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The first thing said in a training course is something like this: "The most important aspect of programming is abstraction". I've yet to see a training course do that, but I think it'd be a really good idea if instructors started doing this.

Too often, I see second-rate programmers almost afraid of abstraction. I hear often hear a job-security argument when I confront them on this. They are afraid that if a program can do their job, then their position will become irrelevent.

Example: say I'm an administrator for a very busy site--4 GB of logs generated per day. Logs are useless all by themselves--you need some way of anaylizing them, either by hand or by a human looking over each entry. The second-rate programmers mentioned above would seem to want to hire people who have the sole job of looking through 4 GB of logs getting intresting bits out. Needless to say, this would be very expensive to the company, but it keeps people employed.

But it's keeping those people employed in the wrong position. To be useful as log-anaylizers, they'd need to be fairly highly trained in order to know how to pick out interesting bits from the noise. OTOH, a program or series of programs could anaylize the data and generate a daily report. Those highly-trained people are now useful for something else. Their jobs are still secure--they're just moving up a layer of abstraction.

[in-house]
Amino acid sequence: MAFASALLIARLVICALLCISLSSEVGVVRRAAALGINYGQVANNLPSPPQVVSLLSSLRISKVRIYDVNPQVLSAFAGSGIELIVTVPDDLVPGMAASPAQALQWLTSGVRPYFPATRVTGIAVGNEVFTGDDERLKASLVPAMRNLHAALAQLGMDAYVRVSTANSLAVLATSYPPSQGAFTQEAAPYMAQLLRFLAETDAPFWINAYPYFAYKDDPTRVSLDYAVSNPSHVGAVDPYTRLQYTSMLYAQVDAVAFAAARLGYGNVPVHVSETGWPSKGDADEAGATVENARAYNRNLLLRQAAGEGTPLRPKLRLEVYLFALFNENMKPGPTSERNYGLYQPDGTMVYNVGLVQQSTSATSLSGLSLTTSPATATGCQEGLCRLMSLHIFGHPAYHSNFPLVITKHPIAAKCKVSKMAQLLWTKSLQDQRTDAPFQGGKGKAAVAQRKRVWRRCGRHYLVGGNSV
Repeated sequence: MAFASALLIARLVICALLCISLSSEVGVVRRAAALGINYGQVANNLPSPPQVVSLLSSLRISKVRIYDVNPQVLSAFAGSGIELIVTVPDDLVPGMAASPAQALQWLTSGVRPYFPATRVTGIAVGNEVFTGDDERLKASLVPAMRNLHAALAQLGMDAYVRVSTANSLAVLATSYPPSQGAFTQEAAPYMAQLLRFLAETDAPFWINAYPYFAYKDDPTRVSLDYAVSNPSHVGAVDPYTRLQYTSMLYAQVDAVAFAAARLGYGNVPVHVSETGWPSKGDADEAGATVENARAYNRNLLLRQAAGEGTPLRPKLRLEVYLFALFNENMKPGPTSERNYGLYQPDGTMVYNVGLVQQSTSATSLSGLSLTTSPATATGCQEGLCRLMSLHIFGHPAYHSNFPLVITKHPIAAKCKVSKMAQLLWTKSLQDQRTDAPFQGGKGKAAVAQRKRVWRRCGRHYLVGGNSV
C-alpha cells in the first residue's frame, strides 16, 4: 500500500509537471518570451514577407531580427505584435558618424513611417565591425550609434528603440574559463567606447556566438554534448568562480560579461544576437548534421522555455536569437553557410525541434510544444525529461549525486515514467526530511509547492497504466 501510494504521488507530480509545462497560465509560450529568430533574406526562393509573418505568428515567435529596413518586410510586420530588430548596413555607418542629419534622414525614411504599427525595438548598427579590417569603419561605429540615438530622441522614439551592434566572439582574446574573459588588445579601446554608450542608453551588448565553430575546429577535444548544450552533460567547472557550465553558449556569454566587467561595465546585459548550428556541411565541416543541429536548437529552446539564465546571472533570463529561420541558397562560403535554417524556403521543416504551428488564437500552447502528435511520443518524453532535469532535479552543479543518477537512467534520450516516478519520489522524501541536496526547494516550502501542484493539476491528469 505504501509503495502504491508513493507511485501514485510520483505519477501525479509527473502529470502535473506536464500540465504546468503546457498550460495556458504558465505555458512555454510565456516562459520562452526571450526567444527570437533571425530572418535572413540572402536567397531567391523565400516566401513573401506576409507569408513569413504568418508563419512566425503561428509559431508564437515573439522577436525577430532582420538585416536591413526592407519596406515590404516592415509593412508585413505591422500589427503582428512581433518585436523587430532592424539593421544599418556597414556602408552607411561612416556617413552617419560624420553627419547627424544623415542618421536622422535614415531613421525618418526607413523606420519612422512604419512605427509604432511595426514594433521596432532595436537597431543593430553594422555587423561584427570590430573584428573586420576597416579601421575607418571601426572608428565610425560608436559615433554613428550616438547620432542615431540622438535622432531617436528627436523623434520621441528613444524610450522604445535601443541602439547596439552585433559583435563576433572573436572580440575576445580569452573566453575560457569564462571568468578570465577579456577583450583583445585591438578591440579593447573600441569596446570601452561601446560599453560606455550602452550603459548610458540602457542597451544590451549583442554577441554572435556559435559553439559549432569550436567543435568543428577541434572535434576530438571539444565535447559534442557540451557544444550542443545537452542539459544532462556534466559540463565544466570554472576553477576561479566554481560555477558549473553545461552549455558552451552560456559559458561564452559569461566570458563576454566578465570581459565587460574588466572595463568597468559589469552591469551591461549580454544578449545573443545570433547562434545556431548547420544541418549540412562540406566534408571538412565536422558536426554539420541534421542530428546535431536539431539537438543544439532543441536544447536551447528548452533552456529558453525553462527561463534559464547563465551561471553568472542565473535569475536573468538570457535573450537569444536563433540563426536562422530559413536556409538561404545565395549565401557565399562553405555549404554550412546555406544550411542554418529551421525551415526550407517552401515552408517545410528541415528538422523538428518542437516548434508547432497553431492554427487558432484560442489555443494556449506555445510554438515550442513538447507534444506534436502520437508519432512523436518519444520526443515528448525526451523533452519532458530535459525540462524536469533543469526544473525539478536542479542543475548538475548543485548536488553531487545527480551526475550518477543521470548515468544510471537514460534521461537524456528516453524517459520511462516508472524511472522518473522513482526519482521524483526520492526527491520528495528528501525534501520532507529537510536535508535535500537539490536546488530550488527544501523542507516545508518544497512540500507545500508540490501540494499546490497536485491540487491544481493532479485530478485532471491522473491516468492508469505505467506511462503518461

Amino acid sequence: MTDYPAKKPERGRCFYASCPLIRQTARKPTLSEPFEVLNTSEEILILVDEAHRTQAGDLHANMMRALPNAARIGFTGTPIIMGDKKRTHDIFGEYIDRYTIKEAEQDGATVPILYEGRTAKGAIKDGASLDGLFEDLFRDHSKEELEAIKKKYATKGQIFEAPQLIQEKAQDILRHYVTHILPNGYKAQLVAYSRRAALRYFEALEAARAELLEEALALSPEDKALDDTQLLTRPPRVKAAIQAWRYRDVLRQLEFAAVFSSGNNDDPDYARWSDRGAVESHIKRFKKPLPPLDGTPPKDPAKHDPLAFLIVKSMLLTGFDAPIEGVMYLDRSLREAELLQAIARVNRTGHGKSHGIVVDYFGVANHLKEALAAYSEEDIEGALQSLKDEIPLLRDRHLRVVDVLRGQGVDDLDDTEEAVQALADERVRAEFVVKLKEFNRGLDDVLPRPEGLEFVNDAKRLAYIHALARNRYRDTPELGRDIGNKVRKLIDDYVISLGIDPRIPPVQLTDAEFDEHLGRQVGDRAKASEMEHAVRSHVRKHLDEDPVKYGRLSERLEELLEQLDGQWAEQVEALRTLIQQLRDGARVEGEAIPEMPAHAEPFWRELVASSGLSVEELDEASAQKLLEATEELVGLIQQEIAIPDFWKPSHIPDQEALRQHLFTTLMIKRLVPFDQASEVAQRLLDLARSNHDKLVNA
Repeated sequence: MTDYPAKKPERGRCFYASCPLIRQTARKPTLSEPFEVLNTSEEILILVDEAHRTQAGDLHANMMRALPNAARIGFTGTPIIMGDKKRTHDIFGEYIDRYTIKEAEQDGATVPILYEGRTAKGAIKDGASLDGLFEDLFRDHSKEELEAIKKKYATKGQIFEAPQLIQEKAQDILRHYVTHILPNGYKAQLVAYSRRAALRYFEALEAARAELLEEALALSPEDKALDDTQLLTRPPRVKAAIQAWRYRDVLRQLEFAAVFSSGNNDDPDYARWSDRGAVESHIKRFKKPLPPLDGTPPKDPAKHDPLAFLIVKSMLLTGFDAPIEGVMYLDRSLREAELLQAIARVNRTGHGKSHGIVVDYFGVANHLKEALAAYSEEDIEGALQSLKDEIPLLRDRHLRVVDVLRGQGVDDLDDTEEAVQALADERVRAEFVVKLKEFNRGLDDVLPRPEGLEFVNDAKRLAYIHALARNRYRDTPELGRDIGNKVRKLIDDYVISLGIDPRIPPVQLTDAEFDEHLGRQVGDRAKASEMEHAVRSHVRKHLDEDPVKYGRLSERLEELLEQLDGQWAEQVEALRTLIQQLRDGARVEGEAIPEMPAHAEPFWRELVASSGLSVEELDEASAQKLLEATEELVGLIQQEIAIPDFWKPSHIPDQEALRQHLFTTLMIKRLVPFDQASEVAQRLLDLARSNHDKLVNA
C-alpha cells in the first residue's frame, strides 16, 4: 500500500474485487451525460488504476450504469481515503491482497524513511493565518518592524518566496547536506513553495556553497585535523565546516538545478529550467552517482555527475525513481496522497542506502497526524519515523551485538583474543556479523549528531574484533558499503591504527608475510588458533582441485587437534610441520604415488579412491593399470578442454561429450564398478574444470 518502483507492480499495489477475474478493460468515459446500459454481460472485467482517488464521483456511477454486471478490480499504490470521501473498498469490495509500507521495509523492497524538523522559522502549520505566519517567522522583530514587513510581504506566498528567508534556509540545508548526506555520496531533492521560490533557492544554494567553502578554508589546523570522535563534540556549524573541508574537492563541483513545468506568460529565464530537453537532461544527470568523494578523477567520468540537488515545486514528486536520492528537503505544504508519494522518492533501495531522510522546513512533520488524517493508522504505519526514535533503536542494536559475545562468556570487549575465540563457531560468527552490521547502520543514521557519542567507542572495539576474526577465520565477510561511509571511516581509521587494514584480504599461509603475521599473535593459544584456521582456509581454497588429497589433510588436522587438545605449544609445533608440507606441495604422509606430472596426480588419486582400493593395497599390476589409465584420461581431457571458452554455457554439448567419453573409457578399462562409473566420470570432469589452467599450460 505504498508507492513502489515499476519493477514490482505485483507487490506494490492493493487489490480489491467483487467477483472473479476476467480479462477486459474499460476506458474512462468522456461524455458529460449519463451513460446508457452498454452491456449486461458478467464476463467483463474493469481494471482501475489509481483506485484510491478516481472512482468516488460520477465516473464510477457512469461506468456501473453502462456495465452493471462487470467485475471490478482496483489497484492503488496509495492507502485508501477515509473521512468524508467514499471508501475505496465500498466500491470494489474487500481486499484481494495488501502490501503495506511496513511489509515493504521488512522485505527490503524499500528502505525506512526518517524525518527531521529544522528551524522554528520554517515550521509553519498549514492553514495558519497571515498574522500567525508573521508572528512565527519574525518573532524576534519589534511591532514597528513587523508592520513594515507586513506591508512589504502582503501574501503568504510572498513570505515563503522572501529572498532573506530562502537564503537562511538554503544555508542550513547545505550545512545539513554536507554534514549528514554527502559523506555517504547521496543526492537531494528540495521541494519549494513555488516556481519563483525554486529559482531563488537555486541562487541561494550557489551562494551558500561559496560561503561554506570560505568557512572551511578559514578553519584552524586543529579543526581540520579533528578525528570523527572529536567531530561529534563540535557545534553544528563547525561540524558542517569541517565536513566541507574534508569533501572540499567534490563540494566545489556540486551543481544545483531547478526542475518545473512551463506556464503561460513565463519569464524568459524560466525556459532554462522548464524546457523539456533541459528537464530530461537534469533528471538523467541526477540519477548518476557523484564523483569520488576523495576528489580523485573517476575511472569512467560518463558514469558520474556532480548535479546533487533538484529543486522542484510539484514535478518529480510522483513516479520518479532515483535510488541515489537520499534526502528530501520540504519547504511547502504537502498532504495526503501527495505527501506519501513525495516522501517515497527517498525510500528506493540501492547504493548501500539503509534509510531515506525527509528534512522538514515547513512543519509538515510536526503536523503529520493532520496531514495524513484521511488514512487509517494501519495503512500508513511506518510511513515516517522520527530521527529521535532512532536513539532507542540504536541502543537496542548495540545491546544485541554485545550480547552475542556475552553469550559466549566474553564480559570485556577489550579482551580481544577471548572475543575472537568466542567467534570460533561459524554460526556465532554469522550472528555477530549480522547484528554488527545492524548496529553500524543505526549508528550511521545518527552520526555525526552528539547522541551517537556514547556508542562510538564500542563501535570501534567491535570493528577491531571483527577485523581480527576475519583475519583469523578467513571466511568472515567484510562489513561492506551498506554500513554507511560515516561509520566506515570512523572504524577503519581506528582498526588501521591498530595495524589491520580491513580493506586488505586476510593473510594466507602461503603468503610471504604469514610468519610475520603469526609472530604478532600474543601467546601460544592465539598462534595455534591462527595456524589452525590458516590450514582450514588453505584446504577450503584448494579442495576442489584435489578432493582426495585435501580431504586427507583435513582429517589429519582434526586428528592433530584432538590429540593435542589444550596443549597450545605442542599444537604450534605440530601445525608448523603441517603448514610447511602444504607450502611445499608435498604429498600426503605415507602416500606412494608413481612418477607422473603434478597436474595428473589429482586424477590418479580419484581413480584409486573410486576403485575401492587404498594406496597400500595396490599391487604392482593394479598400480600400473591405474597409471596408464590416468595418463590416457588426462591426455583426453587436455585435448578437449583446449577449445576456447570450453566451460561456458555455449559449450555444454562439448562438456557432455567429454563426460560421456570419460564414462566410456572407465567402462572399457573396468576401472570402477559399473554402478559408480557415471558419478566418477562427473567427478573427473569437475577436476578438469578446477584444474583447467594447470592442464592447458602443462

This, I think, is the most important lesson for a new programmer. Don't stop where you are. Keep moving up a new layer of abstraction. Tedious jobs you did before become irrelevent, freeing you for more interesting problems.

send money to your kernel via the boot loader.. This and more wisdom available from Markov Hardburn.

In reply to Re: What are the most basic, generic aspects of programming? by hardburn
in thread What are the most basic, generic aspects of programming? by theAcolyte

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